The early weeks of pregnancy are fragile—and confusing. Here, the answers to your questions.
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The kind of support new parents receive is crucial to how well they adapt. I’ve seen families where well-intentioned (or not) relatives criticize, correct and nag every little thing the new mother or father does. I’ve also seen families that nurture and praise and provide unconditional support. Guess which parents feel most confident. Guess which ones have the hardest time.
1. Help mom to heal from birth and get back on her feet by taking care of the cooking, cleaning, laundry and care of her other children.
2. Support her to take care of her baby and herself, her way, even if it’s not your way.
3. Don’t over-instruct Dad as he learns to diaper, hold and swaddle his baby. He doesn’t need to be told, “Hold baby’s head.” Dads know what they’re doing.
4. Be available to help, but avoid offering advice unless it’s asked for.
5. Let them learn to trust their own instincts.
6. Tell new parents how great they are. Tell them they’re “naturals” and that they’re the best parents their baby could have.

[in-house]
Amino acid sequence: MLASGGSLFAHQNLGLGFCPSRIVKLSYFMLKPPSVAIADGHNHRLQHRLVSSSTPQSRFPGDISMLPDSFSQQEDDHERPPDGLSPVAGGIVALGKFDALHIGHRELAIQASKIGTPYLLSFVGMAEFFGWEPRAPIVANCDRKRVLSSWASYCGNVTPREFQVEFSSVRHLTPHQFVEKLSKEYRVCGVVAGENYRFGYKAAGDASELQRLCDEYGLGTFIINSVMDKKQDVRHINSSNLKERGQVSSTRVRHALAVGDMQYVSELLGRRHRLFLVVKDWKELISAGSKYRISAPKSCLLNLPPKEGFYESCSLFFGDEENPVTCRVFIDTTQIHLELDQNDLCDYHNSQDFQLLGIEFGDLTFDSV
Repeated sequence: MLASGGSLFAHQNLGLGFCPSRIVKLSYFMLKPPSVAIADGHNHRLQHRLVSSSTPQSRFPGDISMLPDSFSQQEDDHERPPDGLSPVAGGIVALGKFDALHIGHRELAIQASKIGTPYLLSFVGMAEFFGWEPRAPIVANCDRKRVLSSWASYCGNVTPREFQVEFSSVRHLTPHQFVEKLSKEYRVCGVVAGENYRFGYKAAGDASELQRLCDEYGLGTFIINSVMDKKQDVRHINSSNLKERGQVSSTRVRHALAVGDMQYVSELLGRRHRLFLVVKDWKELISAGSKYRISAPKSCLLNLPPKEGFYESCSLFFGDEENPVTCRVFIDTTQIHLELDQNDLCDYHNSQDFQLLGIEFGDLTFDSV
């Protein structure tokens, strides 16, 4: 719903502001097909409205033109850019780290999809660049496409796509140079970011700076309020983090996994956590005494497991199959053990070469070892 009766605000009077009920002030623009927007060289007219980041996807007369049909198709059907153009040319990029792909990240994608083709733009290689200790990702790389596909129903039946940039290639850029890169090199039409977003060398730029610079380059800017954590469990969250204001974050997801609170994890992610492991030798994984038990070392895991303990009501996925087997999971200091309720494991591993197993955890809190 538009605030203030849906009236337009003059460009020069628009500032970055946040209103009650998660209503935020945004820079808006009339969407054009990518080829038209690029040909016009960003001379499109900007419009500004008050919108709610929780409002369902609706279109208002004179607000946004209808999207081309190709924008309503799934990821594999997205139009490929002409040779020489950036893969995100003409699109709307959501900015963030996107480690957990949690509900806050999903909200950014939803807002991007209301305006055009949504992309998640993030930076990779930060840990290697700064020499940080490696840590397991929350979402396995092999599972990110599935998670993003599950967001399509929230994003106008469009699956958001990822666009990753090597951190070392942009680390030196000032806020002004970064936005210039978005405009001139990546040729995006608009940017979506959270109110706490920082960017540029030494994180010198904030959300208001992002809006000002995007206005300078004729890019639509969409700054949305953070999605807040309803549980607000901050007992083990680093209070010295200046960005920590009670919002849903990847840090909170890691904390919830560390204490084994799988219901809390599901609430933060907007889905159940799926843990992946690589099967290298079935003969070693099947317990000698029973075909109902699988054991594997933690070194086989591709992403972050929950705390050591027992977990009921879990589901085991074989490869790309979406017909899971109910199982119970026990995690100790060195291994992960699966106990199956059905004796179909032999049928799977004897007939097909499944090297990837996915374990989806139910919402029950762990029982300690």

7. Act as a gatekeeper for friends and relatives who can’t be supportive or who have their own agenda. That might be the aunt who specializes in worst-case stories of things that can go wrong or a friend who won’t stop talking about how much she hated breastfeeding.
8. Be positive, nurturing, and helpful and know when to leave the new parents alone.
Here’s my official statement for the new Royal Family: Great job, you two. You’re off to an excellent start. You’re going to love being parents.
Jeanne Faulkner, R.N., lives in Portland, Ore., with her husband and children. And co-author of, The Complete Illustrated Birthing Companion: A Step-by-Step Guide to Creating the Best Birthing Plan for a Safe, Less Painful, and Successful Delivery for You and Your Baby. Got a question for Jeanne? Email it to firstname.lastname@example.org and it may be answered in a future blog post.
This Fit Pregnancy blog is intended for educational purposes only. It is not intended to replace medical advice from your physician. Before initiating any exercise program, diet or treatment provided by Fit Pregnancy, you should seek medical advice from your primary caregiver.